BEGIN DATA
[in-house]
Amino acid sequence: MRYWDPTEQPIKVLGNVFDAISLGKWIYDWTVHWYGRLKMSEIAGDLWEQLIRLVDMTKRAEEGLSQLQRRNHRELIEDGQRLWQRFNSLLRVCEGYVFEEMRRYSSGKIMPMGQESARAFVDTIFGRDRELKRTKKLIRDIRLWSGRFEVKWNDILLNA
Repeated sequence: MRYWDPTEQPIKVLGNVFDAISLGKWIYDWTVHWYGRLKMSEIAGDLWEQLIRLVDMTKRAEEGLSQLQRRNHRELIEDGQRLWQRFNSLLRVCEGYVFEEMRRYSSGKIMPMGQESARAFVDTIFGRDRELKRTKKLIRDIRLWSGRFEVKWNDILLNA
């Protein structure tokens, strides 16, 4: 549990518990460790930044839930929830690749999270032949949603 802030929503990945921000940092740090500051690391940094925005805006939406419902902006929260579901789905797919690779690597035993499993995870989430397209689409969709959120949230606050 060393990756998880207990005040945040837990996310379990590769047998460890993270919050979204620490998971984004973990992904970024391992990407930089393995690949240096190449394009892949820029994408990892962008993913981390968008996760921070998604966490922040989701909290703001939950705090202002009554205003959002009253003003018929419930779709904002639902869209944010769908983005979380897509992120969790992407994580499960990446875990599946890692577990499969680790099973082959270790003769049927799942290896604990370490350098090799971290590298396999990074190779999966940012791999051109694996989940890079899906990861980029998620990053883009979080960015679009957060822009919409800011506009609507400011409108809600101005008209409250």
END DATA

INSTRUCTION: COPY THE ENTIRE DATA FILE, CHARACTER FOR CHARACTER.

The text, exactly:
[in-house]
Amino acid sequence: MRYWDPTEQPIKVLGNVFDAISLGKWIYDWTVHWYGRLKMSEIAGDLWEQLIRLVDMTKRAEEGLSQLQRRNHRELIEDGQRLWQRFNSLLRVCEGYVFEEMRRYSSGKIMPMGQESARAFVDTIFGRDRELKRTKKLIRDIRLWSGRFEVKWNDILLNA
Repeated sequence: MRYWDPTEQPIKVLGNVFDAISLGKWIYDWTVHWYGRLKMSEIAGDLWEQLIRLVDMTKRAEEGLSQLQRRNHRELIEDGQRLWQRFNSLLRVCEGYVFEEMRRYSSGKIMPMGQESARAFVDTIFGRDRELKRTKKLIRDIRLWSGRFEVKWNDILLNA
């Protein structure tokens, strides 16, 4: 549990518990460790930044839930929830690749999270032949949603 802030929503990945921000940092740090500051690391940094925005805006939406419902902006929260579901789905797919690779690597035993499993995870989430397209689409969709959120949230606050 060393990756998880207990005040945040837990996310379990590769047998460890993270919050979204620490998971984004973990992904970024391992990407930089393995690949240096190449394009892949820029994408990892962008993913981390968008996760921070998604966490922040989701909290703001939950705090202002009554205003959002009253003003018929419930779709904002639902869209944010769908983005979380897509992120969790992407994580499960990446875990599946890692577990499969680790099973082959270790003769049927799942290896604990370490350098090799971290590298396999990074190779999966940012791999051109694996989940890079899906990861980029998620990053883009979080960015679009957060822009919409800011506009609507400011409108809600101005008209409250």